NASHVILLE, TN - NOVEMBER 27: Chris Johnson #28 of the Tennessee Titans runs the ball and is hit by Sean Jones #26 of the Tampa Bay Buccaneers at LP Field on November 27, 2011 in Nashville, Tennessee. The Titans defeated the Buccaneers 23 to 17. (Photo by Wesley Hitt/Getty Images)
The beginning of the end of the Jon Gruden era in Tampa came on December 8, 2008. On that day, the Buccaneers allowed the Carolina Panthers to rush for 299 yards on Monday Night Football. The Bucs were 9-3 coming into the game and seemed to be ready to cruise into the playoffs. Four weeks removed from the end of the season, they needed one win to make it - and they lost every one of those games. To make matters worse, they allowed an average of 189 yards rushing per game during that stretch.
There were many other reasons why Jon Gruden was fired, but that late-season collapse was the immediate cause was that four-game stretch of incompetence. But despite many changes along the way, the Bucs still cannot stop a running game. Never was that more obvious than on Sunday, when the Bucs allowed arguably the worst starting running back in the league to gain 190 yards on just 23 attempts.
Even on a day when the pass defense performed pretty well, even scoring a touchdown, the Bucs were once again ripped apart by their Achilles heel called run defense. That despite the fact that the Bucs actually had a number of very good performances against the run earlier in the season. They kept the Atlanta Falcons to 30 rushing yards, the Indianapolis Colts to 62 and the New Orleans Saints to 70. In fact, until they faced the Chicago Bears in London it looked like the Bucs had finally found a way to turn around their run defense, with only Adrian Peterson and Frank Gore gaining more than 100 yards against the Bucs.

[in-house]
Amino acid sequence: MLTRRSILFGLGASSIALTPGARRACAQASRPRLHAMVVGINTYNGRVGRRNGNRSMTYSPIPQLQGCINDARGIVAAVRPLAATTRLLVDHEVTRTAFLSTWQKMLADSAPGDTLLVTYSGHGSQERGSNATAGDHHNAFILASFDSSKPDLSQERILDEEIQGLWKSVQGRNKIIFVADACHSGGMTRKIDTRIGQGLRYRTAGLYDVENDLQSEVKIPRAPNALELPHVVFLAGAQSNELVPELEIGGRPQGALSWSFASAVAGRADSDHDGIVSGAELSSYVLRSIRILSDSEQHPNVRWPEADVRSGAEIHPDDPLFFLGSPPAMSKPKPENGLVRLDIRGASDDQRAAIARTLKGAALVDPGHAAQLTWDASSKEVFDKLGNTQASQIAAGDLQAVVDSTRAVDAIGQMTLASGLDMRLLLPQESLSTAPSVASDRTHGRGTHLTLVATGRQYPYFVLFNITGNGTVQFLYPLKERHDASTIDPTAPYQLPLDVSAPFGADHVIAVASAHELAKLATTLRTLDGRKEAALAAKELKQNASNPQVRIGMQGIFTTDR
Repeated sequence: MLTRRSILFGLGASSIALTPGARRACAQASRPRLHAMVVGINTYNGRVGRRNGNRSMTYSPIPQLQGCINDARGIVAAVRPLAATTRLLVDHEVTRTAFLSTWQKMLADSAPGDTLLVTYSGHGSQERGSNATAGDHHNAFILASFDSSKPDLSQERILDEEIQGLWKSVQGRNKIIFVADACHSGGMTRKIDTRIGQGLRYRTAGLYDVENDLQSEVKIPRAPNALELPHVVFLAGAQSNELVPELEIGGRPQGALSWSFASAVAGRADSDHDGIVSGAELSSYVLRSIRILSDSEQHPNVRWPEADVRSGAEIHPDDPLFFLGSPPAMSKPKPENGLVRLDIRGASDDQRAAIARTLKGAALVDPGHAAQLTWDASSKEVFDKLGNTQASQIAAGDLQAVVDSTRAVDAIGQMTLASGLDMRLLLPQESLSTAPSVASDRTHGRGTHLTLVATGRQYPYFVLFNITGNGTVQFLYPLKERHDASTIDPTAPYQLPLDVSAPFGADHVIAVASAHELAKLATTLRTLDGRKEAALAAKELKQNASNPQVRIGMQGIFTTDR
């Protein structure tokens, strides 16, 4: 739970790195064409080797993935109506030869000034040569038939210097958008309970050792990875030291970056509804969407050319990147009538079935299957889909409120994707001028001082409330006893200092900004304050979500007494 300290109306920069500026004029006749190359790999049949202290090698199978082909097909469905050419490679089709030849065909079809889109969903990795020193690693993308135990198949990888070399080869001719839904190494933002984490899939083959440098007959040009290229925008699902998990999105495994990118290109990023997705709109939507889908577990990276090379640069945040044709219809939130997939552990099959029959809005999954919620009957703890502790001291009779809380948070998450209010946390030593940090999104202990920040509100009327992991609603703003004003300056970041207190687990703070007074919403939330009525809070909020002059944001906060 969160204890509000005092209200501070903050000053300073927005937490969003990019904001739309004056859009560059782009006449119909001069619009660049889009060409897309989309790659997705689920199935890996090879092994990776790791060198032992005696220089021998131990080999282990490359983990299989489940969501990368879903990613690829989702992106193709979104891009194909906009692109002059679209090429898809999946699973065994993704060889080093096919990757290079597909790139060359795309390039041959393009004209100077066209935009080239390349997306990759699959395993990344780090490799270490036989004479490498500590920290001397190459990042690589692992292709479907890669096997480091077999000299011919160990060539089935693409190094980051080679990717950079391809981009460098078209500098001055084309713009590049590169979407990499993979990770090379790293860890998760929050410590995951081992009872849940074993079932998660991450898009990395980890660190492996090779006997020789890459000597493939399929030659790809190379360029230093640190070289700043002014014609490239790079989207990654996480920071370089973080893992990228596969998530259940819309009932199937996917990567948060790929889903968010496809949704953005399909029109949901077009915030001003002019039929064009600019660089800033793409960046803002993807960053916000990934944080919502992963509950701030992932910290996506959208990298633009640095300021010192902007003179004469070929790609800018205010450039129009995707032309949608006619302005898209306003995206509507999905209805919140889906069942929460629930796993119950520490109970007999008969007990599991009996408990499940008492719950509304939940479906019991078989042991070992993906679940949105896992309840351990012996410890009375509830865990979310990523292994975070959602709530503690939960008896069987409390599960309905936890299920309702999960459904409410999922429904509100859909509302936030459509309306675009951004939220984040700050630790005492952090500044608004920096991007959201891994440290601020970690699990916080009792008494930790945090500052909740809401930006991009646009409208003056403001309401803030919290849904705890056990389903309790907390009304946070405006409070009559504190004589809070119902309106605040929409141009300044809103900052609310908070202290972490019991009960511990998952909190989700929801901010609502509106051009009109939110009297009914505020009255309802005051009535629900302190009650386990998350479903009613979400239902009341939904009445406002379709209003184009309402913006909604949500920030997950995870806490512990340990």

But since then, the Bucs have allowed 170 yards per game on the ground. The New Orleans Saints, a team they had limited to 70 yards on the ground in week 6, managed to pound out 195 yards just three weeks later. And when you allow a running back who was averaging 3.2 yards per carry coming into the game to run for 8.3 yards per carry, something's wrong.
And that something has been an issue since Raheem Morris took over. Since 2009 the Tampa Bay Buccaneers have been the worst team in the NFL stopping the run. During that time, the Bucs have allowed opponents to gain a league-leading 4.78 yards per carry. No other team even comes close. The Oakland Raiders rank second at 4.69 yards per carry, while the Buffalo Bills have allowed 4.68 yards per carry during that period. The Bucs' mark of allowing 6,175 yards on the ground ranks second in the NFL, behind only the Buffalo Bills' 6,584 total yards.
That kind of incompetence over such a long period is baffling. And all that despite the Bucs making plenty of changes. They drafted four new defensive linemen, added a new starter at middle linebacker and replaced their starting strong safety. When they replaced Sabby Piscitelli and his hilarious lack of football skills, that was supposed to improve the run defense. When the Bucs replaced Ryan Sims and Chris Hovan in the middle, that supposedly would make a big difference. When they replaced Barrett Ruud with a more physical, intimidating middle linebacker in Mason Foster, that was supposed to make a difference.
Yet the Bucs once again allowed a running back who had struggled to produce anything this season to run roughshod over them. This is not a fluke. This is a structural problem with this defense. I don't know what the issue precisely is, but I can identify a few things that break down over and over again: this defense cannot tackle, this defense cannot stay in its gap, and this defense gives up contain much too easily. All three of those issues should be fixed through coaching. In fact, all three of those issues should have been fixed through coaching back in 2009. And yet, these problems persist.